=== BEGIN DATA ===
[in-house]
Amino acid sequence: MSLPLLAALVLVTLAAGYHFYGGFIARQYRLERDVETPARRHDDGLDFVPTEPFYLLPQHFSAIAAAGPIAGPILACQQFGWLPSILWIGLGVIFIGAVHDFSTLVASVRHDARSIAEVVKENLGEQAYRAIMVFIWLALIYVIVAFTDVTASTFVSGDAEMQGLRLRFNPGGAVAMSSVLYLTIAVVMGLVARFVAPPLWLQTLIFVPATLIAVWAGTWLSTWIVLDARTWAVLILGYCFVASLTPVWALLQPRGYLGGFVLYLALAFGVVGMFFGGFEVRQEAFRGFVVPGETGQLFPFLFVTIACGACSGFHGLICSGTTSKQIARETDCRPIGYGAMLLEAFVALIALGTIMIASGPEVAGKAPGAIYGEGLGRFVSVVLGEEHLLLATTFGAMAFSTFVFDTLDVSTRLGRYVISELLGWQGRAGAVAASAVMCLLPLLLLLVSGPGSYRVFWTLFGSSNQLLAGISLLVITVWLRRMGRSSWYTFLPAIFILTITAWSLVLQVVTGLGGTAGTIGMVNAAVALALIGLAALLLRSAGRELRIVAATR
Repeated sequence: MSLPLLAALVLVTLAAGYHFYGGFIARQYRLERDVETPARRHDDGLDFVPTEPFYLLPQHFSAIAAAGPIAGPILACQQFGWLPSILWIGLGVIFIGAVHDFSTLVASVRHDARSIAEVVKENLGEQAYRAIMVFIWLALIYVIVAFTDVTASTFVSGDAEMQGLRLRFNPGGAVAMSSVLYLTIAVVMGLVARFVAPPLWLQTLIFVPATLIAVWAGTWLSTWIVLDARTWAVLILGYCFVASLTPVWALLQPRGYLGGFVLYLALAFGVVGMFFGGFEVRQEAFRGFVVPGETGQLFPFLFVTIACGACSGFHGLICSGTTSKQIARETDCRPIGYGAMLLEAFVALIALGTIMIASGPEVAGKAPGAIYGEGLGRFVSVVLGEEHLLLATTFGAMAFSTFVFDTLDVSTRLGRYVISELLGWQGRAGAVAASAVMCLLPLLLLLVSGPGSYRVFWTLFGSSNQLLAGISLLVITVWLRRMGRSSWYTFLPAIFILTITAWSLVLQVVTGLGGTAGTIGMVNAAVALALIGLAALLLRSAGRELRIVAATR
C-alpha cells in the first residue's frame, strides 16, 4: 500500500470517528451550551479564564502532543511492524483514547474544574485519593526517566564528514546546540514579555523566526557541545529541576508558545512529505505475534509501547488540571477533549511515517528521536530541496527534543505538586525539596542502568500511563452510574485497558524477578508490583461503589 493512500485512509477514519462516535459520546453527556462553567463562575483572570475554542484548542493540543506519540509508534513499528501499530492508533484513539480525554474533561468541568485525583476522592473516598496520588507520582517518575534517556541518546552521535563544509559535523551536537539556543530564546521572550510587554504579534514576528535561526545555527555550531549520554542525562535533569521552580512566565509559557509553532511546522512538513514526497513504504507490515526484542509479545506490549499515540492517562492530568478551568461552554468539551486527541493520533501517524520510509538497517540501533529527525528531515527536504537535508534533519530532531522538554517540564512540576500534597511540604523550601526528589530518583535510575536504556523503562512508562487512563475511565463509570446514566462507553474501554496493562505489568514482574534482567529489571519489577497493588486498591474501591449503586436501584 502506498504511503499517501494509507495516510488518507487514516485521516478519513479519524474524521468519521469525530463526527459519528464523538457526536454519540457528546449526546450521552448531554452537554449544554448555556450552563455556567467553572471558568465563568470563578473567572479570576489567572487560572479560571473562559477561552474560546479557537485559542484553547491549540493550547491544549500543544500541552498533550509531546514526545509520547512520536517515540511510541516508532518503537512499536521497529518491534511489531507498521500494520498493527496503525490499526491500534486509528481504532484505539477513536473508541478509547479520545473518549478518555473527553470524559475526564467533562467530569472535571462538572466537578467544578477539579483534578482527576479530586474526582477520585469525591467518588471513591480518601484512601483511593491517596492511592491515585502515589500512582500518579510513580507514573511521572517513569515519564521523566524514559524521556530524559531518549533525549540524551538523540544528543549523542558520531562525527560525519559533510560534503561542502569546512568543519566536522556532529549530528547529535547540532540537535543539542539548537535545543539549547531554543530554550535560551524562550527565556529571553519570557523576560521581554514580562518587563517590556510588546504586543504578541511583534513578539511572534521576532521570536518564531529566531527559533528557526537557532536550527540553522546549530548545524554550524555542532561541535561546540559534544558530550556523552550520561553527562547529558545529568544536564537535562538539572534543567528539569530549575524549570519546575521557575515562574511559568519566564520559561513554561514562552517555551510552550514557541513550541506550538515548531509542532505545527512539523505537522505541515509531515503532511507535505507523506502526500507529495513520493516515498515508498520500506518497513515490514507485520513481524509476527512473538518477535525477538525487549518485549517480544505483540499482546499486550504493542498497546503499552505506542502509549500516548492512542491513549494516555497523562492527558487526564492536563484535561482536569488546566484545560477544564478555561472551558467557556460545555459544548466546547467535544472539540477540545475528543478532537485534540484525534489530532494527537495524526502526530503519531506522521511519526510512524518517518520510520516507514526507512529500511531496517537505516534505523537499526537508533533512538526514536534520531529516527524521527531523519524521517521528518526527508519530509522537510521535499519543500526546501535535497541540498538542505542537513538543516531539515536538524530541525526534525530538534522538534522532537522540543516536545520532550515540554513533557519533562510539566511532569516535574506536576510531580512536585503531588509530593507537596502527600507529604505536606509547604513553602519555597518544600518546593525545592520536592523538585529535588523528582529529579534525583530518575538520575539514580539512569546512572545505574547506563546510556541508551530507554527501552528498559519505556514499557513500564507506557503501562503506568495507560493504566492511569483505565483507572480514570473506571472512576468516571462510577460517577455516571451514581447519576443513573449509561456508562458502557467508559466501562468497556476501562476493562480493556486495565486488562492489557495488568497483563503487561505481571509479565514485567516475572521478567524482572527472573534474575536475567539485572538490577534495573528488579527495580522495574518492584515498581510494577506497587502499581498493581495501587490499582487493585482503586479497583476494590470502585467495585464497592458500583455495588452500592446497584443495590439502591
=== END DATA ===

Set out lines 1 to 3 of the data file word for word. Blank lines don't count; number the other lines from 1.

[in-house]
Amino acid sequence: MSLPLLAALVLVTLAAGYHFYGGFIARQYRLERDVETPARRHDDGLDFVPTEPFYLLPQHFSAIAAAGPIAGPILACQQFGWLPSILWIGLGVIFIGAVHDFSTLVASVRHDARSIAEVVKENLGEQAYRAIMVFIWLALIYVIVAFTDVTASTFVSGDAEMQGLRLRFNPGGAVAMSSVLYLTIAVVMGLVARFVAPPLWLQTLIFVPATLIAVWAGTWLSTWIVLDARTWAVLILGYCFVASLTPVWALLQPRGYLGGFVLYLALAFGVVGMFFGGFEVRQEAFRGFVVPGETGQLFPFLFVTIACGACSGFHGLICSGTTSKQIARETDCRPIGYGAMLLEAFVALIALGTIMIASGPEVAGKAPGAIYGEGLGRFVSVVLGEEHLLLATTFGAMAFSTFVFDTLDVSTRLGRYVISELLGWQGRAGAVAASAVMCLLPLLLLLVSGPGSYRVFWTLFGSSNQLLAGISLLVITVWLRRMGRSSWYTFLPAIFILTITAWSLVLQVVTGLGGTAGTIGMVNAAVALALIGLAALLLRSAGRELRIVAATR
Repeated sequence: MSLPLLAALVLVTLAAGYHFYGGFIARQYRLERDVETPARRHDDGLDFVPTEPFYLLPQHFSAIAAAGPIAGPILACQQFGWLPSILWIGLGVIFIGAVHDFSTLVASVRHDARSIAEVVKENLGEQAYRAIMVFIWLALIYVIVAFTDVTASTFVSGDAEMQGLRLRFNPGGAVAMSSVLYLTIAVVMGLVARFVAPPLWLQTLIFVPATLIAVWAGTWLSTWIVLDARTWAVLILGYCFVASLTPVWALLQPRGYLGGFVLYLALAFGVVGMFFGGFEVRQEAFRGFVVPGETGQLFPFLFVTIACGACSGFHGLICSGTTSKQIARETDCRPIGYGAMLLEAFVALIALGTIMIASGPEVAGKAPGAIYGEGLGRFVSVVLGEEHLLLATTFGAMAFSTFVFDTLDVSTRLGRYVISELLGWQGRAGAVAASAVMCLLPLLLLLVSGPGSYRVFWTLFGSSNQLLAGISLLVITVWLRRMGRSSWYTFLPAIFILTITAWSLVLQVVTGLGGTAGTIGMVNAAVALALIGLAALLLRSAGRELRIVAATR